Now that you know the best way to load your trailer, it’s time to take to the road. However, making sure your trailer is loaded properly is just the beginning of safer towing. Hauling your trailer from your starting point to your end destination, whether it’s across the street or many miles away, requires you to be attentive and always be aware so that any safety concerns can be addressed quickly in order to avoid a major issue.
Before You Hit the Road
The first step to safely hauling your trailer is to read your owner’s manual all the way through. Your owner’s manual will contain instructions and safety messages that are specific to your trailer. You need to make sure your trailer is securely connected to your tow vehicle, as well as make sure that your tow vehicle’s tires are inflated properly. Once you’ve taken care of these steps and properly loaded your trailer, make sure all lights are working properly and that the load is secure.
Next, you’ll want to make sure you have a fire extinguisher, flares, and reflectors on hand in the event of a roadside emergency or other issue.
Then, make sure all passengers buckle up. Never let passengers ride in the trailer, as this creates a risk for injury from shifting cargo, asphyxiation, and lack of collision protection. The final step before you depart is to check and adjust your mirrors.
On the Road
Now that you’re on your way to your next destination, there are several steps to keep in mind in order to stay safe on the road. First, avoid distracted driving as this is a major cause of car accidents. Never text while driving. If you need to text or make a phone call, find a safe place to stop and then make your call or send your text. Also, don’t drive when you are sleepy or fatigued, and avoid driving at night when possible.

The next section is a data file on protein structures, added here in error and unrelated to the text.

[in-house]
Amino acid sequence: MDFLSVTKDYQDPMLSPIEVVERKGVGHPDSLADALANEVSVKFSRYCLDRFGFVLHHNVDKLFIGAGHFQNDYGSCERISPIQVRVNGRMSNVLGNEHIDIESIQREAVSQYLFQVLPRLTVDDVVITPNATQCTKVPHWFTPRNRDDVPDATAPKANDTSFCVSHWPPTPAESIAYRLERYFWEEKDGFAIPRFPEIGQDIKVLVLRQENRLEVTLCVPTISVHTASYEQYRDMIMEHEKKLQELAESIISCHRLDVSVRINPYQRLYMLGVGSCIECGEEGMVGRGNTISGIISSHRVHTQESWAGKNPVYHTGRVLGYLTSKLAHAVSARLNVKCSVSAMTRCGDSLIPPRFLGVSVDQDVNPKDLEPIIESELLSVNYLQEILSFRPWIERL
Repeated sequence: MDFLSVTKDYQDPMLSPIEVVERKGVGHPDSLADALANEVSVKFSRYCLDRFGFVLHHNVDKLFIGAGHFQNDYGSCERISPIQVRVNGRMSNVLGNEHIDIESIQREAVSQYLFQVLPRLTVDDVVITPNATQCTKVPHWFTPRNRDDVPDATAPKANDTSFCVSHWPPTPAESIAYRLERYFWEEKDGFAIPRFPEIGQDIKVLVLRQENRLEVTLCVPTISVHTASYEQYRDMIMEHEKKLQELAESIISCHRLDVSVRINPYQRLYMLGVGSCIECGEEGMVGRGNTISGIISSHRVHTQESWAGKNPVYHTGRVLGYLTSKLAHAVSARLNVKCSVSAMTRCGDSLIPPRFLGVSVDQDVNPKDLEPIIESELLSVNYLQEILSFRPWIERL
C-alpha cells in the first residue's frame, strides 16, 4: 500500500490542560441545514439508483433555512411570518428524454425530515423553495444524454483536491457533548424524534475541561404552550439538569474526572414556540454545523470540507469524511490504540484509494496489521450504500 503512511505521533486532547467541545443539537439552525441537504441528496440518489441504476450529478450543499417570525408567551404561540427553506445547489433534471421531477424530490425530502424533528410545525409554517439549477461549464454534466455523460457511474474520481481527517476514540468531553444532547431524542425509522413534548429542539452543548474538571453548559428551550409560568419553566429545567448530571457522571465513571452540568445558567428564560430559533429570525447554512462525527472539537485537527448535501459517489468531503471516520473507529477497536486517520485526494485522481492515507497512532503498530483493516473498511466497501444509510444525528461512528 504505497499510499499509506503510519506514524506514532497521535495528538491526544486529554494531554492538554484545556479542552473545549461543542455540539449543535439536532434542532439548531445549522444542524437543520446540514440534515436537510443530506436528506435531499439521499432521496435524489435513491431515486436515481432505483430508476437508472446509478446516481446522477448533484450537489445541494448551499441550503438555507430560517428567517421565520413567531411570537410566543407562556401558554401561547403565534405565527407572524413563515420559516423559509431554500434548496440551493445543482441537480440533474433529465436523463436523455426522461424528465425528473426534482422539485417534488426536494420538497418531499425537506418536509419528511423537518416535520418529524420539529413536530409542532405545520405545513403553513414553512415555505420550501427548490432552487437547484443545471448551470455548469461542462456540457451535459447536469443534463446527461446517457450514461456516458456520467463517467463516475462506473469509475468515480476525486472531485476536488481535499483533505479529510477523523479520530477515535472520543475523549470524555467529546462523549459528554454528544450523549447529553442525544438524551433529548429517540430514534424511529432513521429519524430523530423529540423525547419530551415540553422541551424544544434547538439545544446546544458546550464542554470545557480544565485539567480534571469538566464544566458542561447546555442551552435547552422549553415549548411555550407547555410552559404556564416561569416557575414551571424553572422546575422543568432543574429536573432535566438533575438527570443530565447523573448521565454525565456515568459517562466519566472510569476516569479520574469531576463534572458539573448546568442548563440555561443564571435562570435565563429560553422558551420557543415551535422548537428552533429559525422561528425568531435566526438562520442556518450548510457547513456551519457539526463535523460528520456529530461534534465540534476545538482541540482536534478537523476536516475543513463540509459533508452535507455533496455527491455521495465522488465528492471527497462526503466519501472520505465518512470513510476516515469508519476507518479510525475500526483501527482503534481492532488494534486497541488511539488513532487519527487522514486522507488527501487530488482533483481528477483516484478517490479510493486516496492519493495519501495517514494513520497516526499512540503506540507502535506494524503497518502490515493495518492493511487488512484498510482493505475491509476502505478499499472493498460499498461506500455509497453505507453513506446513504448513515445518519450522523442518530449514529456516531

Additional tips for safely hauling your trailer include:
- Keeping your speed at or below 55 miles per hour
- Anticipating stops, braking early, and maintaining a safe distance from the car in front of you
- Slowing down before you start driving downhill
- Not riding your brakes while going downhill
- Not using cruise control or overdrive while towing a trailer
- Avoiding sharp turns
- Easing off the gas pedal and slowing your speed to 25 miles per hour in the event that a wheel goes off a paved road, then gradually steering your vehicle and trailer back onto the road.
Additionally, we recommend stopping at the following intervals to inspect your vehicle, trailer, and trailer connections to check for safety issues that may be developing, as well as for a chance to rest and/or change drivers if needed.
- After 10 miles and 25 miles: Stop and retighten lug nuts, check tire pressure, and make sure couplers are secured.
- After 50 miles: Stop to check that couplers are still secured, safety chains are fastened and not dragging the ground, and that your cargo is secured.
There is a lot that goes into safely hauling a trailer from one point to the next. However, it’s important to follow these steps in order to make sure you arrive at your destination with your car, trailer, and load in tact. For additional helpful information regarding safer towing, please refer to your owner’s manual, our Pre-Departure Checklist and Guide to Towing, as well as our YouTube channel.